Sunday, May 01, 2005

Let's Make a Deal

David Brooks editorialized in the NYT ill Frist should have taken the deal. Last week, the Senate Democratic leader, Harry Reid, made an offer to head off a nuclear exchange over judicial nominations. Reid offered to allow votes on a few of the judges stuck in limbo if the Republicans would withdraw a few of the others. But there was another part of the offer that hasn't been publicized. I've been reliably informed that Reid also vowed to prevent a filibuster on the next Supreme Court nominee. Reid said that if liberals tried to filibuster President Bush's pick, he'd come up with five or six Democratic votes to help Republicans close off debate. In other words, barring a scandal or some other exceptional circumstance, Reid would enable Bush's nominee to get a vote and probably be confirmed. Reid couldn't put this offer in writing because it would outrage liberal interest groups. Frist said he'd think about it, but so far he's let it drop - even though clearing the way for a Supreme Court pick is one of the G.O.P. goals in this dispute.

An offer by a Democrat to do something that he can't afford to acknowledge for fear of offending liberal interest groups, on ONE Supreme Court nominee, when replacing a Conservative with another Conservative would not change the balance in regard to abortions, is NOT a good deal.

Reid is the one that should have taken Frist's offer. The Dems were ticked off that the Republicans bottled his nominees up in committee and did not even let them out for an Up or Down vote. Frist was willing to set a rule that would allow all nominees to get an Up or Down vote, regardless of whether they were nominated by a president of the party controlling the Senate or the opposition party.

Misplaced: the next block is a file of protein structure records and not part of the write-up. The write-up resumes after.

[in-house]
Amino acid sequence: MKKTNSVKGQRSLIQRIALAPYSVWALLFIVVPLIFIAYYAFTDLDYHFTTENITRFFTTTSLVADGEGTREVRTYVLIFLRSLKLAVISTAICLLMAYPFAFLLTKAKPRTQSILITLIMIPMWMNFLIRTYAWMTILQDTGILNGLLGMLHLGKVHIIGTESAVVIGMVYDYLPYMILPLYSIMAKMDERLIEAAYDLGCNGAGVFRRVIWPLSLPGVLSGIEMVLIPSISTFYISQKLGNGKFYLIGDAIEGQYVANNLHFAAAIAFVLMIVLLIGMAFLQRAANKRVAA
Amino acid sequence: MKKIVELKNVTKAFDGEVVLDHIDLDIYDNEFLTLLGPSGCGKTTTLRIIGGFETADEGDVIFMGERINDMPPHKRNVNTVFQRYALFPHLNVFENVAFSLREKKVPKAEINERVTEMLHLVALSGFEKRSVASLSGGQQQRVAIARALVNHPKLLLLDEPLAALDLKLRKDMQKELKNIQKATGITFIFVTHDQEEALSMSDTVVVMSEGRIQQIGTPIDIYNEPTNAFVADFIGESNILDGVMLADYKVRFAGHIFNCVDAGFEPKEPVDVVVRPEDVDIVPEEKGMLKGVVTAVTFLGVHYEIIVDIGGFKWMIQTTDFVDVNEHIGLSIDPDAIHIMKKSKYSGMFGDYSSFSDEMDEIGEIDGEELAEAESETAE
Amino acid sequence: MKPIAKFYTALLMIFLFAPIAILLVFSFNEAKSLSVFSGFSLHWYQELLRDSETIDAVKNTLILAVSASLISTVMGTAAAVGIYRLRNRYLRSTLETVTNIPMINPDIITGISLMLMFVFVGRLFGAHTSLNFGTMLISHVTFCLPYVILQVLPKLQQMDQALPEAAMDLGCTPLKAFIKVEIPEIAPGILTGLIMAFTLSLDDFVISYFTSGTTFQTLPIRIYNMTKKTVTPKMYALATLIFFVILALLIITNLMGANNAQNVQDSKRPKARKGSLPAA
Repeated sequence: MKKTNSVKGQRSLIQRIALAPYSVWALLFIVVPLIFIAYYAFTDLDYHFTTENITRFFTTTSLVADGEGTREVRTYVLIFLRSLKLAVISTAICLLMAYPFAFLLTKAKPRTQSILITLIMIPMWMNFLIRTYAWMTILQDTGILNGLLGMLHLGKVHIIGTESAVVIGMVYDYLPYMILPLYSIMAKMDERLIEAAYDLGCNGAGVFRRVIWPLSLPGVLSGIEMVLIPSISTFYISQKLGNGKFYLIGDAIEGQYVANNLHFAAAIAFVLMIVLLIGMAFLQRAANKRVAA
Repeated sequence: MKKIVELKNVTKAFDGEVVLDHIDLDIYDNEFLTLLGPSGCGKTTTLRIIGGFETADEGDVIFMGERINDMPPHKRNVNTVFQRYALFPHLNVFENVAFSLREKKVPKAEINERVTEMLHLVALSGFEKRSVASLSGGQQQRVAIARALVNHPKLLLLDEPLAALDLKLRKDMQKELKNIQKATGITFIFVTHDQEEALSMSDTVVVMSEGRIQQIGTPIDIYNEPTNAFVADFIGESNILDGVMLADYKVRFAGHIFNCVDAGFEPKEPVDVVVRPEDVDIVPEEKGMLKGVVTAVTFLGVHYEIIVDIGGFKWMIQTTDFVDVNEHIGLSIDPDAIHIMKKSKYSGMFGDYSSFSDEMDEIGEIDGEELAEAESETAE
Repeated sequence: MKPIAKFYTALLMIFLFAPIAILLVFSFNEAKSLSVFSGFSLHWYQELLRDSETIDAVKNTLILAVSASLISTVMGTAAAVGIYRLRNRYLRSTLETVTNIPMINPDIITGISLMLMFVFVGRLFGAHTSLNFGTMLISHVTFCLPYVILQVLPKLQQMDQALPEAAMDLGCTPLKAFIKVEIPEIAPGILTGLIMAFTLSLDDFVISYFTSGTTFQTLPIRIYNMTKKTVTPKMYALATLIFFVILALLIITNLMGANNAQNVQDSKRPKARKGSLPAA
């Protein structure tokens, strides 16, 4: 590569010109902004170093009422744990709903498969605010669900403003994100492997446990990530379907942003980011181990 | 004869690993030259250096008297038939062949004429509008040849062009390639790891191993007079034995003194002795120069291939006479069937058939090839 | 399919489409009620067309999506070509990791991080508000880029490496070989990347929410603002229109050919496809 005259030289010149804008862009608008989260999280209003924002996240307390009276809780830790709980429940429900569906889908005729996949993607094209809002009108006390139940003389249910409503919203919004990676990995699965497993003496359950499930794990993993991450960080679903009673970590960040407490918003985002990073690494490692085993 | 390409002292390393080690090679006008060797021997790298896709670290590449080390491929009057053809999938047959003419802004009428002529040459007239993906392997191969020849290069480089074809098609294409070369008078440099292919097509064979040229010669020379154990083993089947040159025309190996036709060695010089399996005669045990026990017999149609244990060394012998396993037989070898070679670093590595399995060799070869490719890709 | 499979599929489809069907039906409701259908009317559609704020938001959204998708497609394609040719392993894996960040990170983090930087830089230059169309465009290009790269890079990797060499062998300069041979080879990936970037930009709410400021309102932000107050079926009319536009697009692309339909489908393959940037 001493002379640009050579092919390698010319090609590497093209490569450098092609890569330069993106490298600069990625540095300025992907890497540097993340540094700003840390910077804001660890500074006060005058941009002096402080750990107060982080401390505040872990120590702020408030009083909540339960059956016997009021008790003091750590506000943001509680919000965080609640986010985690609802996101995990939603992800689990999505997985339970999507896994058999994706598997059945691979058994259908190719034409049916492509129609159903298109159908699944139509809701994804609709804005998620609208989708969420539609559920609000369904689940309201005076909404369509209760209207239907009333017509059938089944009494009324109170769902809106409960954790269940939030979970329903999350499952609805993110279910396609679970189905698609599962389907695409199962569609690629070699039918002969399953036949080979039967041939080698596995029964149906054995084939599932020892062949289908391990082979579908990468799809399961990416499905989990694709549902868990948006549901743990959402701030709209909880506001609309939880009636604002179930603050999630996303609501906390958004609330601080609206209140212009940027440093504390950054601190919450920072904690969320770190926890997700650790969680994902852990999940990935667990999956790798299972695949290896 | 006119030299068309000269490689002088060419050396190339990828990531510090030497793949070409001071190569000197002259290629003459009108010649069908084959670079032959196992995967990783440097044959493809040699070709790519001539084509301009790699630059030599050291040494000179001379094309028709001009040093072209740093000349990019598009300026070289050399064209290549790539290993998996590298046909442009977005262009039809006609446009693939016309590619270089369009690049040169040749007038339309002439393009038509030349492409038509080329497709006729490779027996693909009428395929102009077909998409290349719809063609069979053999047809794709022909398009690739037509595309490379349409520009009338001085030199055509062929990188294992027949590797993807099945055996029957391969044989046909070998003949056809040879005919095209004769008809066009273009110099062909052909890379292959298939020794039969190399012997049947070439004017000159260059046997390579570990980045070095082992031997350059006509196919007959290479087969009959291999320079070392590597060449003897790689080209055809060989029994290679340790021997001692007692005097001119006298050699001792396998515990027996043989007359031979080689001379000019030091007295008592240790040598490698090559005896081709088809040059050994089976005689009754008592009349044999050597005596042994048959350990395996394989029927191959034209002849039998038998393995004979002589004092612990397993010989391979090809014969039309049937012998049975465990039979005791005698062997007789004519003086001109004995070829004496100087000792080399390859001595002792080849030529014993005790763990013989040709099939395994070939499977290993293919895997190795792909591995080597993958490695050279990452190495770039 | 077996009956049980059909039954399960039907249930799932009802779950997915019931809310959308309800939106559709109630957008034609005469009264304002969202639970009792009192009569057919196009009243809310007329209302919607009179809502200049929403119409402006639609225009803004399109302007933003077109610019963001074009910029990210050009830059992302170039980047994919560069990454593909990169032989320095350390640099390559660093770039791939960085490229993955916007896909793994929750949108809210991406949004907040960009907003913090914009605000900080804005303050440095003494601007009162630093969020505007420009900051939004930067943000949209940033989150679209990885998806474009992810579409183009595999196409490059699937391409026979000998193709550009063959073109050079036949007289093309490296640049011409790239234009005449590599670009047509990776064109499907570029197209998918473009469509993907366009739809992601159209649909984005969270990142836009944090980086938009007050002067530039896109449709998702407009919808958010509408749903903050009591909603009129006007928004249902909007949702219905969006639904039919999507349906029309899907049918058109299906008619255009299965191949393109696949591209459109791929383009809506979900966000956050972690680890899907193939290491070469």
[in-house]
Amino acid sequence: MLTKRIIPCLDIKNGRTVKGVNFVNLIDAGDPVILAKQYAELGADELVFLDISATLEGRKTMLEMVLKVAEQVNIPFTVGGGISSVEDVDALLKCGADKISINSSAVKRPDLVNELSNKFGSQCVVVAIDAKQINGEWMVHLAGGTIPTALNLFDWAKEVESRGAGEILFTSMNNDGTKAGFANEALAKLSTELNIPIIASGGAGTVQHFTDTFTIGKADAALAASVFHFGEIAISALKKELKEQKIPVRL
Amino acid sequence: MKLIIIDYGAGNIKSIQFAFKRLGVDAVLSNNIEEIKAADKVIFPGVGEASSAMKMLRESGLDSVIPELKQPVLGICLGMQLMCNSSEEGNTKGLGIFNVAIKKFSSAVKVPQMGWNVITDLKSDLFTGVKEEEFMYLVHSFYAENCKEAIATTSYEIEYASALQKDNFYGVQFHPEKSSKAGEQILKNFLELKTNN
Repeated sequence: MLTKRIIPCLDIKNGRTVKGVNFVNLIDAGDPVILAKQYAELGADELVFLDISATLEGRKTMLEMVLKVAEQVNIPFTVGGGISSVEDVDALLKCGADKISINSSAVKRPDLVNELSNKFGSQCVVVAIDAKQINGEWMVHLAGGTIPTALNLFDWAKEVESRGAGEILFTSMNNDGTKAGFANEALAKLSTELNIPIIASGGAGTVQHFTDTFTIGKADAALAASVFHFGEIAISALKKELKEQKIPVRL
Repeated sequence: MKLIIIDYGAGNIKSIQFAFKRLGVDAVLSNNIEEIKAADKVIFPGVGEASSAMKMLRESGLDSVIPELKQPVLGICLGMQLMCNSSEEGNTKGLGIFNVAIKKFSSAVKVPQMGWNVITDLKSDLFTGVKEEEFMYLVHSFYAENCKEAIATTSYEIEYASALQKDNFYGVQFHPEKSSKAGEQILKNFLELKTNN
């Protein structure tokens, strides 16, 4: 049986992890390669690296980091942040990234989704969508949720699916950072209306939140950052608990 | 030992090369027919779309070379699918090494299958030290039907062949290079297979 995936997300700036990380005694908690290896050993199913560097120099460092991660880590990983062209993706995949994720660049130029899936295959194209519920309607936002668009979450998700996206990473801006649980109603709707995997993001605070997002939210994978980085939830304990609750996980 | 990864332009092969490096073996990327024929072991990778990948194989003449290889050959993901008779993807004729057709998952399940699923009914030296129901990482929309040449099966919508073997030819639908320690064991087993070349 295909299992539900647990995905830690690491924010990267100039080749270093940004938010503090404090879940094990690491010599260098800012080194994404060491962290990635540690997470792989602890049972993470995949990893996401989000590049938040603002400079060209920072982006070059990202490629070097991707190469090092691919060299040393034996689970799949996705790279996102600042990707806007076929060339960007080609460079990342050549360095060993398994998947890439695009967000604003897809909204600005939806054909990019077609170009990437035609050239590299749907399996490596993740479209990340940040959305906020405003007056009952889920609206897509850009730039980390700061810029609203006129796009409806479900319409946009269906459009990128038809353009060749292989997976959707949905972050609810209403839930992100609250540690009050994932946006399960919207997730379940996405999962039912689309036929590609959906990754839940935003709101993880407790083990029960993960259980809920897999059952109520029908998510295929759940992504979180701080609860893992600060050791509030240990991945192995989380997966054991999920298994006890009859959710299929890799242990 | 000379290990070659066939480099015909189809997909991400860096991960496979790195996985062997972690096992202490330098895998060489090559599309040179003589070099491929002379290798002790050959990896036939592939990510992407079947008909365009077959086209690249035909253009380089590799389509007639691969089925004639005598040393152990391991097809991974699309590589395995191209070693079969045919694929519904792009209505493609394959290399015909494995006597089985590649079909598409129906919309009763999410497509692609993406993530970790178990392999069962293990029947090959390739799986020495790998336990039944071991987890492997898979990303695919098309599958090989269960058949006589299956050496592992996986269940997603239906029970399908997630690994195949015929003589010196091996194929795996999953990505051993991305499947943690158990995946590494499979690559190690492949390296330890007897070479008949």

Speculation about why Frist has let it drop goes in different directions. Perhaps he didn't know if he could trust Reid to make good on his promise.
I certainly would not trust him.
Perhaps he didn't think he could sell this agreement to his own base without publicizing this private part of the deal.
A public deal that has something for both sides is far superior to one that has some parts hidden, which may or may not be honored in the future.
Perhaps he wants to keep this conflict going to solidify his support among social conservatives for his presidential run. Perhaps he believes as a matter of principle the judicial filibuster must be destroyed.

At any rate, it's now more likely that Republicans will go ahead and change the filibuster rules
Good for them
, and Democrats will begin their partial shutdown of the Senate.
If they are that stupid, let them do it.
But Frist should have grabbed Reid's offer. He should have done it, first, because while the air is thick with confident predictions about what will happen if the nuclear trigger is pulled, nobody really knows. There is a very good chance that as the battle escalates, passions will surge, the tattered fabric of professionalism will dissolve, and public revulsion for both parties will explode.
I certainly would not use the word professionalism in describing the Democrats behaviour.
If you are leading one of the greatest democratic institutions in history, it's irresponsible to lead it into this bloody unknown if a deal on the table will give you much of what you want. As one senator who supports changing the filibuster rules says, "Is this what you want on your obit?"